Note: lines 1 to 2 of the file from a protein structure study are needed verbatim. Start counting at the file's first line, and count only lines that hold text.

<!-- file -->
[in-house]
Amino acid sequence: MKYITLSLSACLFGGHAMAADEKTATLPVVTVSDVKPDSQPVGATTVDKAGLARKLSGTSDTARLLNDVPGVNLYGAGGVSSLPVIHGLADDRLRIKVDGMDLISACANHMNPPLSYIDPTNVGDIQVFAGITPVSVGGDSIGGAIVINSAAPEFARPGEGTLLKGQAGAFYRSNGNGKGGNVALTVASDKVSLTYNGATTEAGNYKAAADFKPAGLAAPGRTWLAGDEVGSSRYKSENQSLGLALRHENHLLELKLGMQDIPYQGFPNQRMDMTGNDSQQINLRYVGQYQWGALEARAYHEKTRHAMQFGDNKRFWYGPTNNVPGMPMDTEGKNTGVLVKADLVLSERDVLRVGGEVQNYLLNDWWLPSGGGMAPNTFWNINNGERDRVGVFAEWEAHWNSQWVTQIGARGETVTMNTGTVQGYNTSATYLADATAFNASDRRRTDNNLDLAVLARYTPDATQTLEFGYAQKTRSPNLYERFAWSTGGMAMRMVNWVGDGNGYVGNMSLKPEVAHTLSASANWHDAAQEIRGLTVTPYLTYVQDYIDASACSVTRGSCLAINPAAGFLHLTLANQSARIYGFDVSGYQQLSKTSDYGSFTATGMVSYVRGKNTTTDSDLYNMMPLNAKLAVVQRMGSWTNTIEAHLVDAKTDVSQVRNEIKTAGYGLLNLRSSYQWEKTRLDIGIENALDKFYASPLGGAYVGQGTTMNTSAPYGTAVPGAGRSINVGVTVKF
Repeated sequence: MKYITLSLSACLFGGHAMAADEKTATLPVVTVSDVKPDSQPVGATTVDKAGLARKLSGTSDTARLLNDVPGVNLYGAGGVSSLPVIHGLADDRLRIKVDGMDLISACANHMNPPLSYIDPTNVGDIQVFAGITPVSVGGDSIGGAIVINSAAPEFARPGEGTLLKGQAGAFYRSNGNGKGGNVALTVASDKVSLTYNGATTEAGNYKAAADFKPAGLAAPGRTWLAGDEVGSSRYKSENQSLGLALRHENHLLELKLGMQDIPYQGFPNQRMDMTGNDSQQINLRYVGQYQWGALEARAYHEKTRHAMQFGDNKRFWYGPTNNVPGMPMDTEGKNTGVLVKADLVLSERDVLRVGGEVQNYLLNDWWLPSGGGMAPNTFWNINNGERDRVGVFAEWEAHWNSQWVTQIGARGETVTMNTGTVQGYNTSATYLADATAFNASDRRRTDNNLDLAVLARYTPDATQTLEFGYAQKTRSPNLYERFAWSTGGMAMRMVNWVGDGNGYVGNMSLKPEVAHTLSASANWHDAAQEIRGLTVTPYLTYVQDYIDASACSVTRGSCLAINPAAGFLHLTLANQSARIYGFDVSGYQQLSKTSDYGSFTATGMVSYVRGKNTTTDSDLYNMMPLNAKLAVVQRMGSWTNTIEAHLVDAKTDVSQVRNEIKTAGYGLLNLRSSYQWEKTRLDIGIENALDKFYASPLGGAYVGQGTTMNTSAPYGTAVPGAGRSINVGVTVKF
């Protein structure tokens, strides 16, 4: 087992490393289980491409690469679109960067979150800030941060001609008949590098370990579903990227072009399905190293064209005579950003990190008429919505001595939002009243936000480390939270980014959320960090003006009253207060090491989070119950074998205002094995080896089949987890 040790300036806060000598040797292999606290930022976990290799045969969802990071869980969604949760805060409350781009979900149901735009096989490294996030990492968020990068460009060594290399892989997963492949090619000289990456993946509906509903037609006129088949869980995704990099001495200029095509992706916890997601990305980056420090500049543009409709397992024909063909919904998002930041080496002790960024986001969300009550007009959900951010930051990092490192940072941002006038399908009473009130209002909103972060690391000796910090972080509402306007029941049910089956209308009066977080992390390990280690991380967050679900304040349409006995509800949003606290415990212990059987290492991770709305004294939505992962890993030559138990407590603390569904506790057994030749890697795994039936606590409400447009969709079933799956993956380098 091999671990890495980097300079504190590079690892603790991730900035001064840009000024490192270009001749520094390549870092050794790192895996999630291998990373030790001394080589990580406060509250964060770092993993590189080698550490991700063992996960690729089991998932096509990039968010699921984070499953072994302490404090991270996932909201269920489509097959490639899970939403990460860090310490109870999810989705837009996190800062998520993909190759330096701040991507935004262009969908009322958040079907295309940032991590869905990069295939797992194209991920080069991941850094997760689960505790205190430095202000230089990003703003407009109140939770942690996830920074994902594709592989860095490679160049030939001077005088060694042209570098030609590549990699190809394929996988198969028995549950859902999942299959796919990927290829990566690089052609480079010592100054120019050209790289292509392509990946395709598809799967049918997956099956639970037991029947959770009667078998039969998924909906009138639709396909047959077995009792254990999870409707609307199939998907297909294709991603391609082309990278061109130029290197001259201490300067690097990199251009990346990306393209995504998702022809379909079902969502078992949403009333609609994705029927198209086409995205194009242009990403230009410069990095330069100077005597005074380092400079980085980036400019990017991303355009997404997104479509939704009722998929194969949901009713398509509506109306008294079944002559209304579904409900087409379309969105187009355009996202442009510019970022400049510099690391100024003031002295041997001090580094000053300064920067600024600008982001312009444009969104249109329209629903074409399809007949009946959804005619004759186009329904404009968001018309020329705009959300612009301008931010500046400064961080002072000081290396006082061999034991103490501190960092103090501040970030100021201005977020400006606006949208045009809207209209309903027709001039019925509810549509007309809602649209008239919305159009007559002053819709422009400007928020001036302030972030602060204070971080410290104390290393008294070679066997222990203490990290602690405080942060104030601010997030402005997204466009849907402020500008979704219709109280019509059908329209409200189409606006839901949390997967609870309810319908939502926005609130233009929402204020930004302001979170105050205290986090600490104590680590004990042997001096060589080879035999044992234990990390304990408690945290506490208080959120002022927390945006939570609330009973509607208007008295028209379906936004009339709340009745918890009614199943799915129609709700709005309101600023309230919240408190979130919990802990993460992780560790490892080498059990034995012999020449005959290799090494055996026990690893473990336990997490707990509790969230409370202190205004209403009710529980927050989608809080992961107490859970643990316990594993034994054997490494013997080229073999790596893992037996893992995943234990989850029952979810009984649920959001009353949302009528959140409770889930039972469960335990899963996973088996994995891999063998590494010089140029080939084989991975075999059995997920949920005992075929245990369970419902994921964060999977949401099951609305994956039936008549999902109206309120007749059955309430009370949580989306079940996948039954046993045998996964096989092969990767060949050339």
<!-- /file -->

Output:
[in-house]
Amino acid sequence: MKYITLSLSACLFGGHAMAADEKTATLPVVTVSDVKPDSQPVGATTVDKAGLARKLSGTSDTARLLNDVPGVNLYGAGGVSSLPVIHGLADDRLRIKVDGMDLISACANHMNPPLSYIDPTNVGDIQVFAGITPVSVGGDSIGGAIVINSAAPEFARPGEGTLLKGQAGAFYRSNGNGKGGNVALTVASDKVSLTYNGATTEAGNYKAAADFKPAGLAAPGRTWLAGDEVGSSRYKSENQSLGLALRHENHLLELKLGMQDIPYQGFPNQRMDMTGNDSQQINLRYVGQYQWGALEARAYHEKTRHAMQFGDNKRFWYGPTNNVPGMPMDTEGKNTGVLVKADLVLSERDVLRVGGEVQNYLLNDWWLPSGGGMAPNTFWNINNGERDRVGVFAEWEAHWNSQWVTQIGARGETVTMNTGTVQGYNTSATYLADATAFNASDRRRTDNNLDLAVLARYTPDATQTLEFGYAQKTRSPNLYERFAWSTGGMAMRMVNWVGDGNGYVGNMSLKPEVAHTLSASANWHDAAQEIRGLTVTPYLTYVQDYIDASACSVTRGSCLAINPAAGFLHLTLANQSARIYGFDVSGYQQLSKTSDYGSFTATGMVSYVRGKNTTTDSDLYNMMPLNAKLAVVQRMGSWTNTIEAHLVDAKTDVSQVRNEIKTAGYGLLNLRSSYQWEKTRLDIGIENALDKFYASPLGGAYVGQGTTMNTSAPYGTAVPGAGRSINVGVTVKF